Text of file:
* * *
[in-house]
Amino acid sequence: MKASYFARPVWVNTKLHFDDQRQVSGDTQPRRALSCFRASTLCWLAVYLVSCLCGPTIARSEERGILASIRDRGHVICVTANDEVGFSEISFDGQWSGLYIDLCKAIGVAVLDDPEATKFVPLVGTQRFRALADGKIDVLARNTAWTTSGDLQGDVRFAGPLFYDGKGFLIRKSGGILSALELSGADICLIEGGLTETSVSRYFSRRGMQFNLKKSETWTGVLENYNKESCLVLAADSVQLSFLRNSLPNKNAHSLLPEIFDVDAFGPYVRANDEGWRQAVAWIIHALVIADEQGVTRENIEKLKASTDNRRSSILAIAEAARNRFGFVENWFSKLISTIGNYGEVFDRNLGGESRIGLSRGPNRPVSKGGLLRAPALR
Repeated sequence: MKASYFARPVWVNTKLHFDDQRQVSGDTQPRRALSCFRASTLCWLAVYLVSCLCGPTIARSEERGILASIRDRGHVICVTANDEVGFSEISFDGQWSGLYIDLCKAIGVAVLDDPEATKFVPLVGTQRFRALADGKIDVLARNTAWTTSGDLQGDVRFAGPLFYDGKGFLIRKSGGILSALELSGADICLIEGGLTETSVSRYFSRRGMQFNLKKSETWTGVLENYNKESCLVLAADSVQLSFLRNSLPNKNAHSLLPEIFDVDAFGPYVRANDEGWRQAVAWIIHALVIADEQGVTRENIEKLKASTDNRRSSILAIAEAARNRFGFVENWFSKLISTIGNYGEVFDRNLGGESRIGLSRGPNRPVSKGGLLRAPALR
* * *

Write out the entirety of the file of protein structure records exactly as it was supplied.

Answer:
[in-house]
Amino acid sequence: MKASYFARPVWVNTKLHFDDQRQVSGDTQPRRALSCFRASTLCWLAVYLVSCLCGPTIARSEERGILASIRDRGHVICVTANDEVGFSEISFDGQWSGLYIDLCKAIGVAVLDDPEATKFVPLVGTQRFRALADGKIDVLARNTAWTTSGDLQGDVRFAGPLFYDGKGFLIRKSGGILSALELSGADICLIEGGLTETSVSRYFSRRGMQFNLKKSETWTGVLENYNKESCLVLAADSVQLSFLRNSLPNKNAHSLLPEIFDVDAFGPYVRANDEGWRQAVAWIIHALVIADEQGVTRENIEKLKASTDNRRSSILAIAEAARNRFGFVENWFSKLISTIGNYGEVFDRNLGGESRIGLSRGPNRPVSKGGLLRAPALR
Repeated sequence: MKASYFARPVWVNTKLHFDDQRQVSGDTQPRRALSCFRASTLCWLAVYLVSCLCGPTIARSEERGILASIRDRGHVICVTANDEVGFSEISFDGQWSGLYIDLCKAIGVAVLDDPEATKFVPLVGTQRFRALADGKIDVLARNTAWTTSGDLQGDVRFAGPLFYDGKGFLIRKSGGILSALELSGADICLIEGGLTETSVSRYFSRRGMQFNLKKSETWTGVLENYNKESCLVLAADSVQLSFLRNSLPNKNAHSLLPEIFDVDAFGPYVRANDEGWRQAVAWIIHALVIADEQGVTRENIEKLKASTDNRRSSILAIAEAARNRFGFVENWFSKLISTIGNYGEVFDRNLGGESRIGLSRGPNRPVSKGGLLRAPALR